On January 9, 1994, the Green Line closed for the largest transit rehabilitation project in the city's history. The Green Line reopened on May 12, 1996, with much of the renewal work completed and with the exception of a few stations. Six stations (Homan, Halsted, 58th, 61st, University, and Racine) were closed permanently following the rehabilitation project, which angered many commuters who depend on the Green Line. On September 27, 1997, after political pressure brought on by community leaders, the Jackson Park branch was shortened again from University to Cottage Grove after previous attempts by the City, CTA, and other agencies to extend the route eastward to Dorchester, immediately west of the Illinois Central Railroad. This had seemed logical to the Dorchester Terminal, due to the fact that the Metra Electric District and South Shore Line both share a station along the IC ROW, at 63rd Street.
On April 26, 1998, the Green Line, like the Purple Line and the Douglas branch of the Blue Line (now the Pink Line) lost its 24-hour service due to budget cuts and operates only between the hours of 4 a.m. and 1 a.m weekdays.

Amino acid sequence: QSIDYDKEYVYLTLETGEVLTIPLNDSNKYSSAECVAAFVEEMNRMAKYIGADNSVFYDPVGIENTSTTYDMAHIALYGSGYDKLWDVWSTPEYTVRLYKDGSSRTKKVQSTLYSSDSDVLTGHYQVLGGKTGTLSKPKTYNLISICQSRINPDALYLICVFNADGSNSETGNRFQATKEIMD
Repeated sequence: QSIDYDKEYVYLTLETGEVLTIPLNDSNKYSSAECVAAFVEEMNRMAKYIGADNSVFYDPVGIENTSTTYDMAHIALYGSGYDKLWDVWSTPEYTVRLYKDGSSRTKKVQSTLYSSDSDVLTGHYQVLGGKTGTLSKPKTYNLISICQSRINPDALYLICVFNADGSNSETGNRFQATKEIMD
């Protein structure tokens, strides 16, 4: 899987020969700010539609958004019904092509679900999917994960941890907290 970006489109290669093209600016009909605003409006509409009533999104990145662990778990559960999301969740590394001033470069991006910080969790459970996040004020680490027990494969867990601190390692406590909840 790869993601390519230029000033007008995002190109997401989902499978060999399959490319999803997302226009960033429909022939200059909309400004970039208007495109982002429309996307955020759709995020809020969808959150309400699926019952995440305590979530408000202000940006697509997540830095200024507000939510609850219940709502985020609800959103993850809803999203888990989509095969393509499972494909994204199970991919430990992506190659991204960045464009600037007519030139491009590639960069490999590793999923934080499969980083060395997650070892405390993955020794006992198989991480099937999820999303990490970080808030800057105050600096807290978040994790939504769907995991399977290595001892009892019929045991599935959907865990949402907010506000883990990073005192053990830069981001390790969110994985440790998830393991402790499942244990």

On February 4, 1977, an accident occurred on the sharp left-hand curve at Wabash/Lake. Two trains were involved, one was the Ravenswood Line with the second being the Lake-Dan Ryan Line. The Ravenswood train was stopped waiting for the clearance to proceed. The motorman of the Lake-Dan Ryan train failed to see the signals warning him of a stopped train. What occurred was a rear-end collision, the initial collision was only minor. However the motorman continued to apply power forward; which led to three cars being pushed off the elevated tracks to the street below. The fourth car was dangling while still attached to the other four cars on the track. 11 deaths were reported with more than 180 injuries.
On May 28, 2008, a derailment was reported, with approximately 24 injuries. Two train cars on the four-car train appeared to be derailed, with the leading car abutting the one behind it at an angle of approximately 150 degrees. The train cars were separated at a switching point near 59th Street.